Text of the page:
This animation was created by sending a perlin noise wave through a bounding box and returning the wave front at a certain threshold (design process here). Perlin Noise is a mathematical pattern which simulates random wave generation, however factors in regular cresting and troughing of the waves, which is why the voxels return as a rational looking mesh. Unfortunately, the lighting seemed to mess up at times, resulting in the uneven lighting result. I believe this may have something to do with the amount of faces facing the camera, and hence reflecting more or less light into the ‘camera lens’, resulting in the light flickering at times.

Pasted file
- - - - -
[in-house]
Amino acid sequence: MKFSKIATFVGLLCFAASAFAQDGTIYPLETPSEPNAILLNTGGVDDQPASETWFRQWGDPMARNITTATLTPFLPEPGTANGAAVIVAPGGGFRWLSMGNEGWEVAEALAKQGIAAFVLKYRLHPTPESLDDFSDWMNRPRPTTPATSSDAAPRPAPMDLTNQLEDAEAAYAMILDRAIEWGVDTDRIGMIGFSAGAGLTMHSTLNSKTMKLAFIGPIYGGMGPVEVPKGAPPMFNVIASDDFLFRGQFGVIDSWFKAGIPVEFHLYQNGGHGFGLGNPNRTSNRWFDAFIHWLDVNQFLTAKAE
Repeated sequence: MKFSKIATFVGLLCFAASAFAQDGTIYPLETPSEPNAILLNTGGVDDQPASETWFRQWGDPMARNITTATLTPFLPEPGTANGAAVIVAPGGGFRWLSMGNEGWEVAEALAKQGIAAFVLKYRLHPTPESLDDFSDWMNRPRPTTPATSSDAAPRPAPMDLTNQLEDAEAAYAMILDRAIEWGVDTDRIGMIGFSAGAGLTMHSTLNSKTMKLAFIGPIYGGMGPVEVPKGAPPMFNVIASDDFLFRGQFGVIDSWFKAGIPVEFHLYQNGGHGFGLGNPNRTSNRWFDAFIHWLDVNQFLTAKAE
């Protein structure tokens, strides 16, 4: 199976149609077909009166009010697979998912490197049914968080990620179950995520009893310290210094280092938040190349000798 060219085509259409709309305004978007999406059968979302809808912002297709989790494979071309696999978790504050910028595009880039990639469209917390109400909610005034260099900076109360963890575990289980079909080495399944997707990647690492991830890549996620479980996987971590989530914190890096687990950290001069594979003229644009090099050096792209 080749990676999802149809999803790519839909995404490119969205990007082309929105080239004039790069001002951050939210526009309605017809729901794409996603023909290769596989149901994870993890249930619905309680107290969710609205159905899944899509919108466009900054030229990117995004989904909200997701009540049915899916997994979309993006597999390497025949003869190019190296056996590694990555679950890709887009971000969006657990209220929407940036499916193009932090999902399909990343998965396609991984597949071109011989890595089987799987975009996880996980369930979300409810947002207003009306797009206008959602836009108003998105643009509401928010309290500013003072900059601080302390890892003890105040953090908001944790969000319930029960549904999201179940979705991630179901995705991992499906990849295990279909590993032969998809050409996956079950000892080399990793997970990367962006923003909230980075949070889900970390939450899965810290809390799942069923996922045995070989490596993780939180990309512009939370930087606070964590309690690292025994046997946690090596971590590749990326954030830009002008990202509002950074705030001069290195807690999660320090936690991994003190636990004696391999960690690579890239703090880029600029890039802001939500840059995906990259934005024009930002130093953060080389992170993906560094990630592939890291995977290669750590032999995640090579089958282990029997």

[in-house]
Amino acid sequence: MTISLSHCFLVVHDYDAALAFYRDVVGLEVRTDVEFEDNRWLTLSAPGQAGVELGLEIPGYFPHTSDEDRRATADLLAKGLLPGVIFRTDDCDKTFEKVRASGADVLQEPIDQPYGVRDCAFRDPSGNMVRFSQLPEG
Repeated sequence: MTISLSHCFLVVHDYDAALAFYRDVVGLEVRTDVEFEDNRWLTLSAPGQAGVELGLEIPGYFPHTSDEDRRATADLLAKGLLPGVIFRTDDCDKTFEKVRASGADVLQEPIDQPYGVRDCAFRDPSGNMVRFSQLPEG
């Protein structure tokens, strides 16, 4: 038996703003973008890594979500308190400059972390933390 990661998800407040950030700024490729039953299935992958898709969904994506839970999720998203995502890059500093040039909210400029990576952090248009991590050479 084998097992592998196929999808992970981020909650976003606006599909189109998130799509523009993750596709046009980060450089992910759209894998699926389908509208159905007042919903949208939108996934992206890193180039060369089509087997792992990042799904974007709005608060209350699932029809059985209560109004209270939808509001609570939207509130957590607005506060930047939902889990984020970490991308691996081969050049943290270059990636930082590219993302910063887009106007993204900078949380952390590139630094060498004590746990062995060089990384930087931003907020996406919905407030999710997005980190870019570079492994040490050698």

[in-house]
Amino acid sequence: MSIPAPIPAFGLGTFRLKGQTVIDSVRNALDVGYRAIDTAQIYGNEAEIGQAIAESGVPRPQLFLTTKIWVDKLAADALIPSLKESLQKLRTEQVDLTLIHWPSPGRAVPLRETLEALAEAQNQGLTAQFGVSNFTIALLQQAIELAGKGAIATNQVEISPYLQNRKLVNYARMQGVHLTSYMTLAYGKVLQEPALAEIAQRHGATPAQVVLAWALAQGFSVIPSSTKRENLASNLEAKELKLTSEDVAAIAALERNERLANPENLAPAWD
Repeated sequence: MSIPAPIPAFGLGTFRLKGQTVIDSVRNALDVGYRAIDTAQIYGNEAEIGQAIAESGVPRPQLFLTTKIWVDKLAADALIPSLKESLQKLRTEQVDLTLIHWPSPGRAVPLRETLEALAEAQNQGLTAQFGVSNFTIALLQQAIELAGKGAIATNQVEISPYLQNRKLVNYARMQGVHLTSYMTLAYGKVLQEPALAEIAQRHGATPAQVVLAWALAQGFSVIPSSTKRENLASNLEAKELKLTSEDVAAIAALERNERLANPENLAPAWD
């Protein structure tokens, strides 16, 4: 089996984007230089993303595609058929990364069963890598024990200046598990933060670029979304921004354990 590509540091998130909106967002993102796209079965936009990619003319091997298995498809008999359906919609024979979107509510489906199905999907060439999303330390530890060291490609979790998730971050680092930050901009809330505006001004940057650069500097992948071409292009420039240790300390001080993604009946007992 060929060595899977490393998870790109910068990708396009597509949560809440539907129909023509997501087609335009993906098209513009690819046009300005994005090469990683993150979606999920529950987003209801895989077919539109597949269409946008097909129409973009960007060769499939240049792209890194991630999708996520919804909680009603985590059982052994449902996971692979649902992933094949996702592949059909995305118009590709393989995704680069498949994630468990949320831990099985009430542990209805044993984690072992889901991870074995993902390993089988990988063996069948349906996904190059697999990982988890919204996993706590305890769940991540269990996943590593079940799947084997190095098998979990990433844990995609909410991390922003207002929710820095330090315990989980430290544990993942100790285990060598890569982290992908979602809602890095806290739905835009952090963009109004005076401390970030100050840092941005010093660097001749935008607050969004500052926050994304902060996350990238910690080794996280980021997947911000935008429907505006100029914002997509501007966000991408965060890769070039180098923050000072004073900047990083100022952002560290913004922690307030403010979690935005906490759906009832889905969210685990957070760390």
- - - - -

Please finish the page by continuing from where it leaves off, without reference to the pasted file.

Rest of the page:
Here are some snapshots of individual frames.
What also resulted in an interesting set of forms was changing the scale of the perlin wave. In doing so, the resulting form gets ever increasingly complex and unpredicatble. There are also issues with the orientation of individual mesh faces that create improper but interesting results. The standard set of mesh fixing and flipping algorithms don’t seem to work on this array of meshes.
The last render is essentially an equivalent of utter geometric noise.